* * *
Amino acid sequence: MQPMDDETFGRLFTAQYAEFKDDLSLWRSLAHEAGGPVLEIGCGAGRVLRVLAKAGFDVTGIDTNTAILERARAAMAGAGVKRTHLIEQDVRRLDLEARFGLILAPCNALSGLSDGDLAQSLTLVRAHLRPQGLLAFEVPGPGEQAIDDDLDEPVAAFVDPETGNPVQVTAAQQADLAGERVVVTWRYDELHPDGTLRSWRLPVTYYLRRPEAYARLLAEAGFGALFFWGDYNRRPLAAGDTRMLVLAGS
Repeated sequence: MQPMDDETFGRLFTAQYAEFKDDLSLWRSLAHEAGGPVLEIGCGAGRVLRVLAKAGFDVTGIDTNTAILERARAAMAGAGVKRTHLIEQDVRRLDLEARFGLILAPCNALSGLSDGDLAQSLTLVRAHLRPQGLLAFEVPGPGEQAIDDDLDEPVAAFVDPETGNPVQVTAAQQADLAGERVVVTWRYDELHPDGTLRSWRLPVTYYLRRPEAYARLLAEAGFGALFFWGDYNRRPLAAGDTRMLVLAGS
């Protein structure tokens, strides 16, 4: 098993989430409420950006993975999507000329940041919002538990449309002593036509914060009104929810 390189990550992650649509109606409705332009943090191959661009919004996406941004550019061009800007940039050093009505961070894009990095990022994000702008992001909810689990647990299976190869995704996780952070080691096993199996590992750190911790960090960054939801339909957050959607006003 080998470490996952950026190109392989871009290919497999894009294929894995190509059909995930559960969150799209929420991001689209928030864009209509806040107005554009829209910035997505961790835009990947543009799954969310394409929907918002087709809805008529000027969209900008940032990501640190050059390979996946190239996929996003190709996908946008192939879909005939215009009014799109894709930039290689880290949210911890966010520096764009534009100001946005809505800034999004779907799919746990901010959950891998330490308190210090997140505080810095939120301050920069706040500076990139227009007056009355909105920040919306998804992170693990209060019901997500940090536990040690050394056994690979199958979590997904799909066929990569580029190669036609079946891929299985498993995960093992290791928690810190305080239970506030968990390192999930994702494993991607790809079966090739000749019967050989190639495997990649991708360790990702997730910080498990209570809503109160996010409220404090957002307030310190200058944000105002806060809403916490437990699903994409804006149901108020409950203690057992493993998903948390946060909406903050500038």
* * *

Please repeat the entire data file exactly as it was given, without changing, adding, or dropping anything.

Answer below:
Amino acid sequence: MQPMDDETFGRLFTAQYAEFKDDLSLWRSLAHEAGGPVLEIGCGAGRVLRVLAKAGFDVTGIDTNTAILERARAAMAGAGVKRTHLIEQDVRRLDLEARFGLILAPCNALSGLSDGDLAQSLTLVRAHLRPQGLLAFEVPGPGEQAIDDDLDEPVAAFVDPETGNPVQVTAAQQADLAGERVVVTWRYDELHPDGTLRSWRLPVTYYLRRPEAYARLLAEAGFGALFFWGDYNRRPLAAGDTRMLVLAGS
Repeated sequence: MQPMDDETFGRLFTAQYAEFKDDLSLWRSLAHEAGGPVLEIGCGAGRVLRVLAKAGFDVTGIDTNTAILERARAAMAGAGVKRTHLIEQDVRRLDLEARFGLILAPCNALSGLSDGDLAQSLTLVRAHLRPQGLLAFEVPGPGEQAIDDDLDEPVAAFVDPETGNPVQVTAAQQADLAGERVVVTWRYDELHPDGTLRSWRLPVTYYLRRPEAYARLLAEAGFGALFFWGDYNRRPLAAGDTRMLVLAGS
């Protein structure tokens, strides 16, 4: 098993989430409420950006993975999507000329940041919002538990449309002593036509914060009104929810 390189990550992650649509109606409705332009943090191959661009919004996406941004550019061009800007940039050093009505961070894009990095990022994000702008992001909810689990647990299976190869995704996780952070080691096993199996590992750190911790960090960054939801339909957050959607006003 080998470490996952950026190109392989871009290919497999894009294929894995190509059909995930559960969150799209929420991001689209928030864009209509806040107005554009829209910035997505961790835009990947543009799954969310394409929907918002087709809805008529000027969209900008940032990501640190050059390979996946190239996929996003190709996908946008192939879909005939215009009014799109894709930039290689880290949210911890966010520096764009534009100001946005809505800034999004779907799919746990901010959950891998330490308190210090997140505080810095939120301050920069706040500076990139227009007056009355909105920040919306998804992170693990209060019901997500940090536990040690050394056994690979199958979590997904799909066929990569580029190669036609079946891929299985498993995960093992290791928690810190305080239970506030968990390192999930994702494993991607790809079966090739000749019967050989190639495997990649991708360790990702997730910080498990209570809503109160996010409220404090957002307030310190200058944000105002806060809403916490437990699903994409804006149901108020409950203690057992493993998903948390946060909406903050500038």